[Cryptography] Encryption and anonymity as top tools for images of child sexual abuse

Peter Fairbrother peter at tsto.co.uk
Mon Sep 30 03:28:03 EDT 2019

On 30/09/2019 05:16, Tom Mitchell wrote:
> Difficult... topic

There is fundamentally only one way to look at it - do we allow 
unbreakable encryption or not.

If we do allow it then people will use it to do bad things. Like people 
use shoes or telephones or toilet paper to do bad things (I'm not sure 
what bad things people use toilet paper for, but I'm sure there are some).

If we don't allow unbreakable encryption then modern banking becomes 
impossible. Freedom of speech becomes impossible. And so on.

And then the bad guys will find another way, or just use illegal encryption.

So, to a balance of harms.

Personally, I only care about abuse of children. I do not care per se if 
perverts look at dirty pictures of children, as long as they do not 
abuse children. A senior policeman in the child-abuse field I talked to 
about this once said that the damage continued as the children in the 
pictures are still alive, but I am not sure how significant that is.

So, does looking at dirty pictures of children increase abuse of 
children? No-one knows. There is evidence both ways. There is no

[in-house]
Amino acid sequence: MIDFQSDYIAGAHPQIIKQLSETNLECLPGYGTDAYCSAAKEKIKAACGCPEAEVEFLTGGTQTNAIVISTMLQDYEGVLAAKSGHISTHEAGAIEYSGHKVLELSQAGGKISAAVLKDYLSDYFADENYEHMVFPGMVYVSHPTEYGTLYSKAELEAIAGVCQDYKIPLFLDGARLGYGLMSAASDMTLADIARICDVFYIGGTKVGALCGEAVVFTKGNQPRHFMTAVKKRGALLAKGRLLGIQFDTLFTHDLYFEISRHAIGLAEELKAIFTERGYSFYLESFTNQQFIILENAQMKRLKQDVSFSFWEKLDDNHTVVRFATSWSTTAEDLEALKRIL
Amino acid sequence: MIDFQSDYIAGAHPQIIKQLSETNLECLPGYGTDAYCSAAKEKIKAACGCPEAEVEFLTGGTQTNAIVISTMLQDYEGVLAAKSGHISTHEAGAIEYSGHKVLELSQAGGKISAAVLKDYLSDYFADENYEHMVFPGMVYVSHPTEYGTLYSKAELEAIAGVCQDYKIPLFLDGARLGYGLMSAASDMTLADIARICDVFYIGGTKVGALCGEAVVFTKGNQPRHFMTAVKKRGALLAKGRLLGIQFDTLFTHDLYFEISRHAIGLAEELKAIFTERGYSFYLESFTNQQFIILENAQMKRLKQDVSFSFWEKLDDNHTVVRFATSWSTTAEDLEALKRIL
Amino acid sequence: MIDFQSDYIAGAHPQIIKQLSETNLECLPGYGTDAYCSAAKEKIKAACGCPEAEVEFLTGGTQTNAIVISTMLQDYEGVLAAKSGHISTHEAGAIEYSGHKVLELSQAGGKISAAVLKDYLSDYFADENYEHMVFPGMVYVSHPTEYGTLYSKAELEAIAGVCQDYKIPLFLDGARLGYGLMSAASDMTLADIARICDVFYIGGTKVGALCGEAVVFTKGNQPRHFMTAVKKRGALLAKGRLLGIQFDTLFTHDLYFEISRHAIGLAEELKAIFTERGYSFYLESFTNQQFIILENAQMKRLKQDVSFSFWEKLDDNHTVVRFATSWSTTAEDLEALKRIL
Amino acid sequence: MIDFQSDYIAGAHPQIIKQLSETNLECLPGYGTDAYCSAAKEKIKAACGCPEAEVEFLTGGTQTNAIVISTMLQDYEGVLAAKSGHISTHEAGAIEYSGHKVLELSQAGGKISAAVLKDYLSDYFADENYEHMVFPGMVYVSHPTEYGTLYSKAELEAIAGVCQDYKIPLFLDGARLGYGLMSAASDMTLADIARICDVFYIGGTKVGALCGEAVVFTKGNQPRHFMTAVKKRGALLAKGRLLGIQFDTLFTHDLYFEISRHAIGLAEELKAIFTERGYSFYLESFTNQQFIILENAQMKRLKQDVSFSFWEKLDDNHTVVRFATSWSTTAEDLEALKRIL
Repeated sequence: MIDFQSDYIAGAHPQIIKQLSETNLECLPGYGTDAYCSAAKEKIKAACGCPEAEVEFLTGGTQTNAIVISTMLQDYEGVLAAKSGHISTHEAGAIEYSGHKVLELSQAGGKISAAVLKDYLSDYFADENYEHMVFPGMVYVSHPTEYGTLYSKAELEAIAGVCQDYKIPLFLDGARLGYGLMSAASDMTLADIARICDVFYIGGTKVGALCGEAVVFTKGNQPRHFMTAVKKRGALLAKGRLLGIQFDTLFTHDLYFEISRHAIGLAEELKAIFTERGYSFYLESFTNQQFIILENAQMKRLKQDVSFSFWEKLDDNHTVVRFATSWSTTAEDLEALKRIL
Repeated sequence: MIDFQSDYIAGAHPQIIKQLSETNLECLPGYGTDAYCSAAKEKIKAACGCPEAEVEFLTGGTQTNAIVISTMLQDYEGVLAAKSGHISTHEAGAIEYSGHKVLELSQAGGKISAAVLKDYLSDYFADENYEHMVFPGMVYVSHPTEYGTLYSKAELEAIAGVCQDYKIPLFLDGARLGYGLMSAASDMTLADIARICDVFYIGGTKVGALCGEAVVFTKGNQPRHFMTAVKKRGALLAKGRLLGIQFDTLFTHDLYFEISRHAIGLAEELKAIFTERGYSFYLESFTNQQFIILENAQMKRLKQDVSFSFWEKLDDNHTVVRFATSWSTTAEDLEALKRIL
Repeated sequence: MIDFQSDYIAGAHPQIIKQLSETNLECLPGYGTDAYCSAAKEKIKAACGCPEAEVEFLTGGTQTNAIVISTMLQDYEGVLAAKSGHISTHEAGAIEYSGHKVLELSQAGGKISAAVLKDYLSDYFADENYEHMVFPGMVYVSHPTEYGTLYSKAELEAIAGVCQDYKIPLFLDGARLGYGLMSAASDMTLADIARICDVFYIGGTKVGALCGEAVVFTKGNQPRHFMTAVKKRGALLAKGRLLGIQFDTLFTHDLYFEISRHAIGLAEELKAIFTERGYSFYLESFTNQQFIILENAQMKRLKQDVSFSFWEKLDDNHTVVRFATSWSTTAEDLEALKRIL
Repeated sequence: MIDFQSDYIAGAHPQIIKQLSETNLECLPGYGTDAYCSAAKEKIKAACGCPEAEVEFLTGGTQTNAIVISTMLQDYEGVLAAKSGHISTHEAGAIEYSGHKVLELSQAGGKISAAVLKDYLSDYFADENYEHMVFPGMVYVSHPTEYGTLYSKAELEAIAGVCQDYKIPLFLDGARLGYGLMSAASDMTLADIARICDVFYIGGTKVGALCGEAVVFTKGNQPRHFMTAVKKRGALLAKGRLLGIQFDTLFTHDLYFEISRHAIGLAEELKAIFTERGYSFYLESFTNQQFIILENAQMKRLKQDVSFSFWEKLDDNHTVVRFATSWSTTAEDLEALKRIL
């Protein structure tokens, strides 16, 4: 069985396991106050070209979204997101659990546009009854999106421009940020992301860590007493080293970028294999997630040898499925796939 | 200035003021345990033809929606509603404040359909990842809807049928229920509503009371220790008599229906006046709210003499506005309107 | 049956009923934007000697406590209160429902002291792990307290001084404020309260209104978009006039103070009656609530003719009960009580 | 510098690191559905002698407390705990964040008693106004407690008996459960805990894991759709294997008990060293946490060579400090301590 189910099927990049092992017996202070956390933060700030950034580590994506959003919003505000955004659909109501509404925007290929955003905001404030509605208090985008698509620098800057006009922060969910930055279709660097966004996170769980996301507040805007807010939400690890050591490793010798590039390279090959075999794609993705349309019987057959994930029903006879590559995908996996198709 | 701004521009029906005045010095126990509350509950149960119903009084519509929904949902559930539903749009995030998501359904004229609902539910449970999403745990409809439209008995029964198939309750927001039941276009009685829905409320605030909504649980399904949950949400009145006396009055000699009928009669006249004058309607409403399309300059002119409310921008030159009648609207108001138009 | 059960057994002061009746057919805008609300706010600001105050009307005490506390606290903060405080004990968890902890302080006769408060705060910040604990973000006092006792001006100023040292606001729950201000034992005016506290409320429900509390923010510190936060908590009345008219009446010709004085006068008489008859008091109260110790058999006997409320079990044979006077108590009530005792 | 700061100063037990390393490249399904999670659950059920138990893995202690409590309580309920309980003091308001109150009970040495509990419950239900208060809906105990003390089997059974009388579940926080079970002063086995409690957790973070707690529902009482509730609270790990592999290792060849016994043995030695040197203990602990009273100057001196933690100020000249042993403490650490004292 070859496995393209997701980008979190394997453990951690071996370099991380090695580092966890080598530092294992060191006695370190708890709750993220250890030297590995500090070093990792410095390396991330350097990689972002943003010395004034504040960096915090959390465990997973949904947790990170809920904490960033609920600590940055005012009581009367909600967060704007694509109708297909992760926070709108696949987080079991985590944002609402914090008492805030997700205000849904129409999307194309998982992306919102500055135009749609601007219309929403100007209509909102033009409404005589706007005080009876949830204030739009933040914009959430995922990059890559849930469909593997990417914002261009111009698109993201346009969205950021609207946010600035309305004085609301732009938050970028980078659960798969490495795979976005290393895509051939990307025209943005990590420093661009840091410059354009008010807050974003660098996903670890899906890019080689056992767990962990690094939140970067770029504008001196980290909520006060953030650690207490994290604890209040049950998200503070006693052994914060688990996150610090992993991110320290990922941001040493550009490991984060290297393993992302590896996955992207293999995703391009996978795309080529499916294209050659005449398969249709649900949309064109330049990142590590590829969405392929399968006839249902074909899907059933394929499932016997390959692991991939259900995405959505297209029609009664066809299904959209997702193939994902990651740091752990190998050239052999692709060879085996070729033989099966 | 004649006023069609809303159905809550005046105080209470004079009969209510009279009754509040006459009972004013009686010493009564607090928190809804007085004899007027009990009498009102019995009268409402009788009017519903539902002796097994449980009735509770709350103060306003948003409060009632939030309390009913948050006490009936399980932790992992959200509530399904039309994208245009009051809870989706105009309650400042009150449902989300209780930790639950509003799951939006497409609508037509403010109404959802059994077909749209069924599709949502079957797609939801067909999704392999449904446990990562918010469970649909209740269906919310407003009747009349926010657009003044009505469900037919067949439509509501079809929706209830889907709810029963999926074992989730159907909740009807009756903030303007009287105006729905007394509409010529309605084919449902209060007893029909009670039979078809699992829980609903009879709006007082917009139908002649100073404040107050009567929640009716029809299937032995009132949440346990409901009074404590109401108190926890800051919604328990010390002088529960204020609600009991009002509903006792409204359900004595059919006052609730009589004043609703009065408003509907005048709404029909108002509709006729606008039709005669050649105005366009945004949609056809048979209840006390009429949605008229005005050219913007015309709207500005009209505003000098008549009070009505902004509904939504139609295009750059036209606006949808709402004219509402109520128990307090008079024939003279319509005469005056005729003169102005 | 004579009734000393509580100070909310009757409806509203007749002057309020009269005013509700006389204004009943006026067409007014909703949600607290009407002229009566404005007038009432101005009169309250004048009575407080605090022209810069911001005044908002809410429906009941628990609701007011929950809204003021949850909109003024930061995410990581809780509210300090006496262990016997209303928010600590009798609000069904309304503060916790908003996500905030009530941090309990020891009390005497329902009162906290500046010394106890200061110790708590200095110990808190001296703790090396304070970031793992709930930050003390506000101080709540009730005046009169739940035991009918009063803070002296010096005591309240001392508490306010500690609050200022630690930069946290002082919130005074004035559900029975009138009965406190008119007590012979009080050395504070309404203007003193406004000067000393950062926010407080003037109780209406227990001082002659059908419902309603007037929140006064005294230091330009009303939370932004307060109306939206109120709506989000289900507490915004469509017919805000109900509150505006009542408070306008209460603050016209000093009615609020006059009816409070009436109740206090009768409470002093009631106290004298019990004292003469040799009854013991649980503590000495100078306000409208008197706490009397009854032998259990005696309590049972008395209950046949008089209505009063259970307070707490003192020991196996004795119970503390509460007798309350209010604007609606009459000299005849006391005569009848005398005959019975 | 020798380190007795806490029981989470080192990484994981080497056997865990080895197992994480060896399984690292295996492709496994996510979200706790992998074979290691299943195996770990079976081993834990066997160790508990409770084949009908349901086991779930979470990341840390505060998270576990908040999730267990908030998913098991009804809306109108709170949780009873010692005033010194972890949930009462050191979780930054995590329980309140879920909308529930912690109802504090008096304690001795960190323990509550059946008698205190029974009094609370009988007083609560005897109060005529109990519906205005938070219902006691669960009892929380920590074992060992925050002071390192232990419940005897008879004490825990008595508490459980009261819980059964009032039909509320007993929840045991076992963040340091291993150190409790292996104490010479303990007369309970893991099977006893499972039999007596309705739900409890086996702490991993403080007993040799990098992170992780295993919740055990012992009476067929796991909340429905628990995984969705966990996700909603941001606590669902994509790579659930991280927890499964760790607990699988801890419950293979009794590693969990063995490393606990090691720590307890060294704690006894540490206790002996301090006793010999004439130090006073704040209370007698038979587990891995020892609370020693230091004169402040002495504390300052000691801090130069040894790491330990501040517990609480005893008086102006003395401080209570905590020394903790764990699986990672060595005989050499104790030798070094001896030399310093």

justification to assume it does - there was plenty of abuse before the 
internet (or photography) was thought of.

How much does encryption help perverts? It made it harder for the Police 
to catch them  -  well actually, no, it didn't. If before the internet 
and encryption it was this hard to catch perverts (when anyone actually 
tried), the internet and encryption didn't make it much if any harder to 
catch them.

Another thing that encryption does not do is make it easier for perverts 
to actually abuse children (except in the way that shoes or telephones do).

There is just [1] this image in some people's heads that if there was no 
encryption then all the perverts would either go away or get caught 
easily and children would be safe and Police bills for catching perverts 
would decrease.

So, if we banned unbreakable encryption, would child abuse fall? By how 
much? Personally I think it might fall a little for a short time, but 
then it would increase back to present levels or even more.

To a final reckoning then, a small temporary decrease in child abuse 
versus no banking and no free speech.

Doesn't seem so difficult now (or any less a horrible choice).

Peter Fairbrother

[1] there are of course also the people with different agendas, such as 
policemen and other workers in the child-abuse field I wouldn't leave a 
child with; and peepers from the Government and elsewhere who (ab)use 
the child abuse issue to try to defeat encryption.

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